ABRAMS:  There was just no way—the answer, I guess, is that the communication was a big problem, in terms of knowing Wednesday or Thursday that there were people who need help? 
DUNAGAN:  Right.  And we had our 800 radios, the police radios, but that was about all that was functions, everything else, cell phones, telephones, other kind of communications.  I actually sent a, it was like in the Napoleonic Wars, I sent a messenger down to the OEC at the Gulfport in a car, and get a written response.  I mean, it‘s pretty bad what you have to do that, but that‘s the way we had to do some things.  And the big plan, you know, as you know, this storm was way bigger, and it is still taxing resources nationally and statewide, but we are coming to bear.  I don‘t blame anybody.  You know, you just have to improvise and kind of get with the program, so to speak, but we had to take care of our citizens and our people, and I think we‘re doing a very good job of that. 
ABRAMS:  Chief, thanks for taking the time, we appreciate it. 
DUNAGAN:  Thank you, sir. 
ABRAMS:  As we continue in a moment with our coverage from Biloxi, Mississippi, but we are also continuing to watch in New Orleans where as we speak, rescue efforts are continuing.  And later in the program, President Bush decides the John Roberts shouldn‘t just be on the Supreme Court, he should be the chief justice of the Supreme Court.  This, after Chief Justice William Rehnquist died over the weekend.  We‘ll tackle that issue later in the program.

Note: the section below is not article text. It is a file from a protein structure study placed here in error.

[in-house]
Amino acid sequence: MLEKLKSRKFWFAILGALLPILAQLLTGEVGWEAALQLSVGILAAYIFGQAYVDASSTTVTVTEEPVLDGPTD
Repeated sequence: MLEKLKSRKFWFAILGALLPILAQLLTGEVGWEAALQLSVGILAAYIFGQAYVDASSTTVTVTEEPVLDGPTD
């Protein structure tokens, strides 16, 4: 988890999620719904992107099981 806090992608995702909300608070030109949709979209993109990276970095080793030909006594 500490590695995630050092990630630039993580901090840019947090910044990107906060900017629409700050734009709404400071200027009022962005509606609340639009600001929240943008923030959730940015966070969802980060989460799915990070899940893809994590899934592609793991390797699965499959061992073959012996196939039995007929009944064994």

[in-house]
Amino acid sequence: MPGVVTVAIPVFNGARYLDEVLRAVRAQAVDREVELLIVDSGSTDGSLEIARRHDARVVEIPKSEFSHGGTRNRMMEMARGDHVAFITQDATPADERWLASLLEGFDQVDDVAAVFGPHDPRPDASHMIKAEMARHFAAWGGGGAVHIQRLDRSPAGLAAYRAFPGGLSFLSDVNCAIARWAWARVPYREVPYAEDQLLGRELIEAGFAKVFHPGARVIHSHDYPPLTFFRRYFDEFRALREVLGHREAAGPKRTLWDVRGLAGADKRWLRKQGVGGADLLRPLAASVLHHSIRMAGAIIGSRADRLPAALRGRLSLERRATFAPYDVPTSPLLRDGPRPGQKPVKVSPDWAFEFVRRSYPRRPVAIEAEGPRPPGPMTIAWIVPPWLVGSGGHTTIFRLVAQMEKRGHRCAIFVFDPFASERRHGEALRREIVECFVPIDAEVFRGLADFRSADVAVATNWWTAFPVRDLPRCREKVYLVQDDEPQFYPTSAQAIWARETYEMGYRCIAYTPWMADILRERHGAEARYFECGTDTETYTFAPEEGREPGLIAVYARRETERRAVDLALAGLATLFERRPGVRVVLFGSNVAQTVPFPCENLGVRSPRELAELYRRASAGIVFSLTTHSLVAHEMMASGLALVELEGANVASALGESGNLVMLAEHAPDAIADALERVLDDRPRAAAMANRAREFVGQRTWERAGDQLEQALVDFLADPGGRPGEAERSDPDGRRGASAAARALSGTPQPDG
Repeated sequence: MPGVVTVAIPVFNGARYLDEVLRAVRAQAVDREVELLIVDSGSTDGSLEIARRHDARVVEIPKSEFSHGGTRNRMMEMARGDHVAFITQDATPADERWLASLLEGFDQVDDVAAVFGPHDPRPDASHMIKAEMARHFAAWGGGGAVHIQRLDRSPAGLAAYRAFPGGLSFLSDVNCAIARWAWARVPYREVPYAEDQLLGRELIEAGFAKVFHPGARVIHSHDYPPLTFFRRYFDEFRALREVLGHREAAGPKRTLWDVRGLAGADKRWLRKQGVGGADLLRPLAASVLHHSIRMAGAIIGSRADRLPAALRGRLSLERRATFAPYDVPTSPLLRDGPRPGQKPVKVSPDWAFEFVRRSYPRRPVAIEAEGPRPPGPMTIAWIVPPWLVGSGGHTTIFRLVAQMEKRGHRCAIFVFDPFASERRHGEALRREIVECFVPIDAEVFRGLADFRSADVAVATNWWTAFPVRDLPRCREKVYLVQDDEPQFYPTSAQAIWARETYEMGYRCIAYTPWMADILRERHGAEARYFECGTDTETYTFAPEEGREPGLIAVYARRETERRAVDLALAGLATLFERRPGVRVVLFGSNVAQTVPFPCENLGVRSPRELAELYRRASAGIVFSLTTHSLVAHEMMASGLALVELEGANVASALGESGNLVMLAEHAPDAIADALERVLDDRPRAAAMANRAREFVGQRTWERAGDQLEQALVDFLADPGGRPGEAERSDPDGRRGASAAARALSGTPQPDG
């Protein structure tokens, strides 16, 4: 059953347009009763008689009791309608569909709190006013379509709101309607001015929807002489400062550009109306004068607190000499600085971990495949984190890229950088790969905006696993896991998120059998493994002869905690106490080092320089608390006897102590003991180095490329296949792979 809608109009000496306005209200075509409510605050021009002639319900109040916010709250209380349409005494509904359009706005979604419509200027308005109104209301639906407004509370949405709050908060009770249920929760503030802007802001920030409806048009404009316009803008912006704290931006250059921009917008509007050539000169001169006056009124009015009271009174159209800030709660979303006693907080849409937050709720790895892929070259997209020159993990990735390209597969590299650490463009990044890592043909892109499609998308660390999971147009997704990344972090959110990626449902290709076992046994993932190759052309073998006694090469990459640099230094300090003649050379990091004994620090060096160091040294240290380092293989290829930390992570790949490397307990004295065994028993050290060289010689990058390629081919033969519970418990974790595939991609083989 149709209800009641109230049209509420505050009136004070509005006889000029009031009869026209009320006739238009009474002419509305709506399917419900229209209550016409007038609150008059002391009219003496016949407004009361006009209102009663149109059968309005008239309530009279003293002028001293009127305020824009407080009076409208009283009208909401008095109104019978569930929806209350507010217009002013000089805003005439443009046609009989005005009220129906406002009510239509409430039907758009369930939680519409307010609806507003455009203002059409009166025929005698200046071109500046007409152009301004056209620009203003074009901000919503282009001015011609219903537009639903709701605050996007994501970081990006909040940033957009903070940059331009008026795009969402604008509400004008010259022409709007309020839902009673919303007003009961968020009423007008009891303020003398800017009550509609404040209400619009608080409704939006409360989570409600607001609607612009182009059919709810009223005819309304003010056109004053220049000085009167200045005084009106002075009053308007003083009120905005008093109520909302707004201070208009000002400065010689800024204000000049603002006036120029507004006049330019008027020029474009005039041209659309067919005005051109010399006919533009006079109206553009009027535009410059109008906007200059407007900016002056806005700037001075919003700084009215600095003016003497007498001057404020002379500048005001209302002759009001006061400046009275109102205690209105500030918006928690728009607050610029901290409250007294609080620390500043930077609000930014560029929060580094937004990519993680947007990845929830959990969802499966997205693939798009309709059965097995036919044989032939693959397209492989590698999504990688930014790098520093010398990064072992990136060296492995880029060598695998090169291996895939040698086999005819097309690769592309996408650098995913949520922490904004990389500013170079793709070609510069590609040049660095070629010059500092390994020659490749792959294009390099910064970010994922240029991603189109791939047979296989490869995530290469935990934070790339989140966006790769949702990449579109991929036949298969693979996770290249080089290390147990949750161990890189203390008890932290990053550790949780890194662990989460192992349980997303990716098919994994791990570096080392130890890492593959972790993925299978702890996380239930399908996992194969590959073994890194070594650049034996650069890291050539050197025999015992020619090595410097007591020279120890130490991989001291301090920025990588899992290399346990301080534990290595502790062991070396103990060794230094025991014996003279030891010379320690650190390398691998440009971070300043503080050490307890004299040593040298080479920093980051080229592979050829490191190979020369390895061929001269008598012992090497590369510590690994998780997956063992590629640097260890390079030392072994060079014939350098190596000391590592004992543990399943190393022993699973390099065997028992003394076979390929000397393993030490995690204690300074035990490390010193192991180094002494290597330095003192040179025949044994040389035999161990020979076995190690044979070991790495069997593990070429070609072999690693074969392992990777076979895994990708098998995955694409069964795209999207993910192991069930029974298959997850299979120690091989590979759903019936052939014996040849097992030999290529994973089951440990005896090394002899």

We‘ll be back in Biloxi in a moment. 
ABRAMS:  I‘m back in Biloxi, Mississippi, around the corner from the main strip where I was a moment ago.  City hall, the library, I‘m behind what was a law office, and actually behind the library, as well, as you can see, just complete and total devastation, here in Biloxi.  In a moment, wheeling talk to the Mississippi attorney general. 
But, first, these unbelievable live pictures continue from New Orleans, where we continue to have chopper shots up of rescues, as we speak, in that city.  As we look at these pictures, let‘s check in with Sergeant Cathy Flinchum of the Louisiana state—police. 
Thanks very much for taking the time, we appreciate it.  I asked, earlier, the National Guard this question, and I am wondering if you have any thoughts on this, and that‘s with regard to timing.  Is will any sense among officials there about how long these rescues will continue.  And I know they‘ll continue until you feel that they‘re completed, but have you gotten a firmer sense of how much more space, how many more buildings, how many more people, could need rescues and how much time that will take? 
SGT. CATHY FLINCHUM, LOUISIANA STATE POLICE:  No, I don‘t have an exact time on it.  What we‘re finding is we have enclaves of people that went into hiding due to the violence, due to the storm, and now that they‘re seeing patrols come out of street, they are starting to come out, they‘re starting to know that it‘s safe to come out so that they can be rescued.  And that‘s going to continue until we‘re sure all of the people have been safely taken out, and I don‘t want to put a timeframe on it because it‘s going to continue until we‘re absolutely sure that there‘s nobody else left to save. 
ABRAMS:  Do you have any information about these four to 500 New Orleans police that are unaccounted for at this time? 
FLINCHUM:  No, sir.  I don‘t have any information.  Again, we hear the rumors like everyone else, but I don‘t have any knowledge of that. 
ABRAMS:  Has the Louisiana state force been put in the position of effectively filling in for some of these New Orleans officials?  Or had the National Guard really taken over that role?